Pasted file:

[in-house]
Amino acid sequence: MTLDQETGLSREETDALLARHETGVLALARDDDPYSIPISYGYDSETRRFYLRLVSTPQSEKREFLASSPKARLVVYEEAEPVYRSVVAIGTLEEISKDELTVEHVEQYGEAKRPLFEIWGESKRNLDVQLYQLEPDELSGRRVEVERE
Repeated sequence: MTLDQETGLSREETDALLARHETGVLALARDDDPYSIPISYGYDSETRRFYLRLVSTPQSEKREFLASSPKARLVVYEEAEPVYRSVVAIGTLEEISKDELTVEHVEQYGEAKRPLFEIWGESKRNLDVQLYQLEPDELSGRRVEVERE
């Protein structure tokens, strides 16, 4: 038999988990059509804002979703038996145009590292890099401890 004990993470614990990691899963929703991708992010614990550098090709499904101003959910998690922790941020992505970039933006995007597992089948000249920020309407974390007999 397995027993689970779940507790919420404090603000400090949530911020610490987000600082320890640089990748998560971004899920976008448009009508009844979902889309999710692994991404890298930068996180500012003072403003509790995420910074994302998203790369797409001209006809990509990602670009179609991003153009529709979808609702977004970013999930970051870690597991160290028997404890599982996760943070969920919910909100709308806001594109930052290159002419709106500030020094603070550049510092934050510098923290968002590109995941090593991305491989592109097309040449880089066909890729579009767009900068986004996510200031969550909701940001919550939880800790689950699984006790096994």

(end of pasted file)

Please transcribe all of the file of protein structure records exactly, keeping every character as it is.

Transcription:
[in-house]
Amino acid sequence: MTLDQETGLSREETDALLARHETGVLALARDDDPYSIPISYGYDSETRRFYLRLVSTPQSEKREFLASSPKARLVVYEEAEPVYRSVVAIGTLEEISKDELTVEHVEQYGEAKRPLFEIWGESKRNLDVQLYQLEPDELSGRRVEVERE
Repeated sequence: MTLDQETGLSREETDALLARHETGVLALARDDDPYSIPISYGYDSETRRFYLRLVSTPQSEKREFLASSPKARLVVYEEAEPVYRSVVAIGTLEEISKDELTVEHVEQYGEAKRPLFEIWGESKRNLDVQLYQLEPDELSGRRVEVERE
């Protein structure tokens, strides 16, 4: 038999988990059509804002979703038996145009590292890099401890 004990993470614990990691899963929703991708992010614990550098090709499904101003959910998690922790941020992505970039933006995007597992089948000249920020309407974390007999 397995027993689970779940507790919420404090603000400090949530911020610490987000600082320890640089990748998560971004899920976008448009009508009844979902889309999710692994991404890298930068996180500012003072403003509790995420910074994302998203790369797409001209006809990509990602670009179609991003153009529709979808609702977004970013999930970051870690597991160290028997404890599982996760943070969920919910909100709308806001594109930052290159002419709106500030020094603070550049510092934050510098923290968002590109995941090593991305491989592109097309040449880089066909890729579009767009900068986004996510200031969550909701940001919550939880800790689950699984006790096994």